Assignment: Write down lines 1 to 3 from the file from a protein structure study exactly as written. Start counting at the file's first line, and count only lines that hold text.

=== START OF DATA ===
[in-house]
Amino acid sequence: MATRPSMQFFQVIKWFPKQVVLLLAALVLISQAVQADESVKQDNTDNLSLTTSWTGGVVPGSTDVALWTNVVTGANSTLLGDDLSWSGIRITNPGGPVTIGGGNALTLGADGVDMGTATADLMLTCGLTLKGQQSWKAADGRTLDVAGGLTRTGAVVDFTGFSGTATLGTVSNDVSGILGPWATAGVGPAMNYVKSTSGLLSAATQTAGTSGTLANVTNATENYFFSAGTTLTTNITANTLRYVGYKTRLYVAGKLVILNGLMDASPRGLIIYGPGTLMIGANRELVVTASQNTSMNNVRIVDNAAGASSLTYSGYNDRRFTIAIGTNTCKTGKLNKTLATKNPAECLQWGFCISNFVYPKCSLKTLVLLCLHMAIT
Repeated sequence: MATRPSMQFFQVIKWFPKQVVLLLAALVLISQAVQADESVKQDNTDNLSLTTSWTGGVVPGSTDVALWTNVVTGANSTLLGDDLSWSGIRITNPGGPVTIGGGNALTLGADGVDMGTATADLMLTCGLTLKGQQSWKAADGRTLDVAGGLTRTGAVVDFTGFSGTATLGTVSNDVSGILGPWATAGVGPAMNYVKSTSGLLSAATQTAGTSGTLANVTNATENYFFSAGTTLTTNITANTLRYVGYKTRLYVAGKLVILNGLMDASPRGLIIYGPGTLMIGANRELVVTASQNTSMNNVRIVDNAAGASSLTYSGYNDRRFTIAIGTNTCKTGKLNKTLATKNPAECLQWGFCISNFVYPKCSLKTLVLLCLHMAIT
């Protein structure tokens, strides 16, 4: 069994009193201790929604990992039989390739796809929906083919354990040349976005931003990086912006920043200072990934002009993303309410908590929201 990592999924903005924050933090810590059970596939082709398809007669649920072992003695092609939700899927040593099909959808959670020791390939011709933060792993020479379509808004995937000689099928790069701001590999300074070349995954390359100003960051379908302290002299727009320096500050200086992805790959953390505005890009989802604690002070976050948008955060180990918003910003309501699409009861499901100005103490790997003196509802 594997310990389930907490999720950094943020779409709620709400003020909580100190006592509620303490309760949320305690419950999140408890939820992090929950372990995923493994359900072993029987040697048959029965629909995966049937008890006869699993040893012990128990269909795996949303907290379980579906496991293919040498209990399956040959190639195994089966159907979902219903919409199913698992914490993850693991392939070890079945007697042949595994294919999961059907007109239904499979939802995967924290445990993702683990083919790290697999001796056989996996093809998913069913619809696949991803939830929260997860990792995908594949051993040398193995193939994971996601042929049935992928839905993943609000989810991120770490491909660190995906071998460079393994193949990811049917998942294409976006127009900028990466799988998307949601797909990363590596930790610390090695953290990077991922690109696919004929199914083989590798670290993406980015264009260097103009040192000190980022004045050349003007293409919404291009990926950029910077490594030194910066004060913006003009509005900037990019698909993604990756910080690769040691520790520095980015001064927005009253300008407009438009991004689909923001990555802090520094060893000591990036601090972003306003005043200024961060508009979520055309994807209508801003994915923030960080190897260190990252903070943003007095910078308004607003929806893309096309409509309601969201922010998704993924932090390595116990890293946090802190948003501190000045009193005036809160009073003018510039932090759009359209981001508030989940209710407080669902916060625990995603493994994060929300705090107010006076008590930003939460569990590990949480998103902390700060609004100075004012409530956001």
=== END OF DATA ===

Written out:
[in-house]
Amino acid sequence: MATRPSMQFFQVIKWFPKQVVLLLAALVLISQAVQADESVKQDNTDNLSLTTSWTGGVVPGSTDVALWTNVVTGANSTLLGDDLSWSGIRITNPGGPVTIGGGNALTLGADGVDMGTATADLMLTCGLTLKGQQSWKAADGRTLDVAGGLTRTGAVVDFTGFSGTATLGTVSNDVSGILGPWATAGVGPAMNYVKSTSGLLSAATQTAGTSGTLANVTNATENYFFSAGTTLTTNITANTLRYVGYKTRLYVAGKLVILNGLMDASPRGLIIYGPGTLMIGANRELVVTASQNTSMNNVRIVDNAAGASSLTYSGYNDRRFTIAIGTNTCKTGKLNKTLATKNPAECLQWGFCISNFVYPKCSLKTLVLLCLHMAIT
Repeated sequence: MATRPSMQFFQVIKWFPKQVVLLLAALVLISQAVQADESVKQDNTDNLSLTTSWTGGVVPGSTDVALWTNVVTGANSTLLGDDLSWSGIRITNPGGPVTIGGGNALTLGADGVDMGTATADLMLTCGLTLKGQQSWKAADGRTLDVAGGLTRTGAVVDFTGFSGTATLGTVSNDVSGILGPWATAGVGPAMNYVKSTSGLLSAATQTAGTSGTLANVTNATENYFFSAGTTLTTNITANTLRYVGYKTRLYVAGKLVILNGLMDASPRGLIIYGPGTLMIGANRELVVTASQNTSMNNVRIVDNAAGASSLTYSGYNDRRFTIAIGTNTCKTGKLNKTLATKNPAECLQWGFCISNFVYPKCSLKTLVLLCLHMAIT